Couple has the wrong idea about weddings
Q: My wife and I were married a year ago. We were slightly surprised at the number of guests who never sent a wedding gift, around 10 percent of those who attended.
We now have a conundrum, because one of the guests has gotten engaged to his plus-one. We are certain to be invited to that wedding. How should we handle the gift question?
A: By renouncing, now and forever, any and all forms of bean-counting. Please.
You got married, yay for you! You had a wedding, yay for you! People you care about showed up to your wedding to let you know they care about you, too!
That attitude isn't just good for your soul; it's also more polite. A wedding invitation is not a dunning notice for a gift. A gift is given freely by your guests as a gesture of celebration, and so technically not required. A good move, yes, but required, no.
So for the soon-to-be bride and groom, think soul, not quid pro quo. Buy a gift if you feel so moved. Write a thoughtful card regardless.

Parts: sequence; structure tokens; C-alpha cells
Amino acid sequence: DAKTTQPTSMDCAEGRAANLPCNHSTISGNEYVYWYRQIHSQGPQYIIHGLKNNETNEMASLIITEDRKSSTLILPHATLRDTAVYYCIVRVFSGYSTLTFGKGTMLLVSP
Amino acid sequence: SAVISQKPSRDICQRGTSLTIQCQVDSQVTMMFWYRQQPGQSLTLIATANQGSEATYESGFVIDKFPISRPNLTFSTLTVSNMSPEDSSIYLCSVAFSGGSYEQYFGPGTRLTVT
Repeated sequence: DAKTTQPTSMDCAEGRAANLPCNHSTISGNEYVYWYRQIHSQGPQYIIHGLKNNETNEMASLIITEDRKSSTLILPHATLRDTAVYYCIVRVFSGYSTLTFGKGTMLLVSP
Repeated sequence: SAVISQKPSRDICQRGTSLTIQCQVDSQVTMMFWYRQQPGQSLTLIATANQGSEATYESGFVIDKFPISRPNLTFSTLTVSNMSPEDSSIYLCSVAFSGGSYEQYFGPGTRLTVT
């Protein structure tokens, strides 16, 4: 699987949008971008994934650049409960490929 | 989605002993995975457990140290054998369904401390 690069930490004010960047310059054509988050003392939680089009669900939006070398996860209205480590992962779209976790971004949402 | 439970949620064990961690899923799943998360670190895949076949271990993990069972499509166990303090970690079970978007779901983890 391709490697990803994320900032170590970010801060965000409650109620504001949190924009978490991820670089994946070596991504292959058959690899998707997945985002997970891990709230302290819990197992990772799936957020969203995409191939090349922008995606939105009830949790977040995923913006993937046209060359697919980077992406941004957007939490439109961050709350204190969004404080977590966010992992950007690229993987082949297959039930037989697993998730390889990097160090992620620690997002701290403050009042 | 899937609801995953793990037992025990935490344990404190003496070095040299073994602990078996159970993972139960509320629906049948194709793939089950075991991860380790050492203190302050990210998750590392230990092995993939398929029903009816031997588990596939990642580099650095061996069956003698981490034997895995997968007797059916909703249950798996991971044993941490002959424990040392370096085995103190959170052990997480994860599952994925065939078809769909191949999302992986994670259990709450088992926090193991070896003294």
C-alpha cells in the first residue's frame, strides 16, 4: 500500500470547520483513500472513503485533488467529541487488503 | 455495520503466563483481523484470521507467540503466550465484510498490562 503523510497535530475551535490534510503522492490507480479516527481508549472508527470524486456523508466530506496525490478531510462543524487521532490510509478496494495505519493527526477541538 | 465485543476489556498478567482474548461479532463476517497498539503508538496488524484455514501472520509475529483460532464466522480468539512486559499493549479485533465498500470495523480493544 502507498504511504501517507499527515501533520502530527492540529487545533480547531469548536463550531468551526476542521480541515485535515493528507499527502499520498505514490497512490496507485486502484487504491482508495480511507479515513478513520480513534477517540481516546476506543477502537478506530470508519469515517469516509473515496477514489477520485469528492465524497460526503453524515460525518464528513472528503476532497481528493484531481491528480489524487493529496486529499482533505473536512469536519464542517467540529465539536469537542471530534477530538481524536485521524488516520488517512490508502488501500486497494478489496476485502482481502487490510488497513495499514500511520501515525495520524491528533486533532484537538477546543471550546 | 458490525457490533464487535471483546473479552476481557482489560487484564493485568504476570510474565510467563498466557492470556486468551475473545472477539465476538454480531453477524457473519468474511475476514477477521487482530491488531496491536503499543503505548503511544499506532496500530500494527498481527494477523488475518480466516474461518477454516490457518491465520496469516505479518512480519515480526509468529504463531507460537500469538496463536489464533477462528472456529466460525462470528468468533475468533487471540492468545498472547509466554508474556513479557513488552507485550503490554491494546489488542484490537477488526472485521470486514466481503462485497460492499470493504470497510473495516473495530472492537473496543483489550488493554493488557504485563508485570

Finding the right fit with a therapist is key
Q: After talking myself out of it for many years, I recently met with a therapist a few times. Unfortunately, I picked someone who spent our sessions talking about her own life.
I know I need to find a different professional. As someone who struggles to speak up when I'm uncomfortable, though, I'm dreading the process. Would it be weird to interview future therapists before making an appointment?
I Know More About My Therapist Than She Knows About Me
A: Yes, interview the therapists first, or request the first appointment as an interview. If you have a job that offers an EAP, you can use the free initial appointments as a tryout.
You can also ask this therapist to recommend another.